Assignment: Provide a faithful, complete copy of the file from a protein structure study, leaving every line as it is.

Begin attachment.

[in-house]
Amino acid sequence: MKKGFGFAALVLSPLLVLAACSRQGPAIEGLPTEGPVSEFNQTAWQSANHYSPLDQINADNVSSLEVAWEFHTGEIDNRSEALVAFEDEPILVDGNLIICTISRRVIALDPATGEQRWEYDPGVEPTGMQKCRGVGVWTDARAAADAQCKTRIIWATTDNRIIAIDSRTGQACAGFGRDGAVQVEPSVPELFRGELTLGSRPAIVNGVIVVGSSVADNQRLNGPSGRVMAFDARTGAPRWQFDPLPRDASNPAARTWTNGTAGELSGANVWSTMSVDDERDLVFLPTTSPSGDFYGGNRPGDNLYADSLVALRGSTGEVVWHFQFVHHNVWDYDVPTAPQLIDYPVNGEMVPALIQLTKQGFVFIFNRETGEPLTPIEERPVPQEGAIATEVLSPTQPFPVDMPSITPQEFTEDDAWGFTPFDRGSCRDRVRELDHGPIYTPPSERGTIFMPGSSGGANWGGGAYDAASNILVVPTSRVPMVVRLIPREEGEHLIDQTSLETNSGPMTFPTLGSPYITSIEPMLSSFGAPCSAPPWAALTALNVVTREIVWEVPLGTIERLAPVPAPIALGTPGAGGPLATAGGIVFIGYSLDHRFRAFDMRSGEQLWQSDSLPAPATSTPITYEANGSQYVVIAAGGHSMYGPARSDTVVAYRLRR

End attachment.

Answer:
[in-house]
Amino acid sequence: MKKGFGFAALVLSPLLVLAACSRQGPAIEGLPTEGPVSEFNQTAWQSANHYSPLDQINADNVSSLEVAWEFHTGEIDNRSEALVAFEDEPILVDGNLIICTISRRVIALDPATGEQRWEYDPGVEPTGMQKCRGVGVWTDARAAADAQCKTRIIWATTDNRIIAIDSRTGQACAGFGRDGAVQVEPSVPELFRGELTLGSRPAIVNGVIVVGSSVADNQRLNGPSGRVMAFDARTGAPRWQFDPLPRDASNPAARTWTNGTAGELSGANVWSTMSVDDERDLVFLPTTSPSGDFYGGNRPGDNLYADSLVALRGSTGEVVWHFQFVHHNVWDYDVPTAPQLIDYPVNGEMVPALIQLTKQGFVFIFNRETGEPLTPIEERPVPQEGAIATEVLSPTQPFPVDMPSITPQEFTEDDAWGFTPFDRGSCRDRVRELDHGPIYTPPSERGTIFMPGSSGGANWGGGAYDAASNILVVPTSRVPMVVRLIPREEGEHLIDQTSLETNSGPMTFPTLGSPYITSIEPMLSSFGAPCSAPPWAALTALNVVTREIVWEVPLGTIERLAPVPAPIALGTPGAGGPLATAGGIVFIGYSLDHRFRAFDMRSGEQLWQSDSLPAPATSTPITYEANGSQYVVIAAGGHSMYGPARSDTVVAYRLRR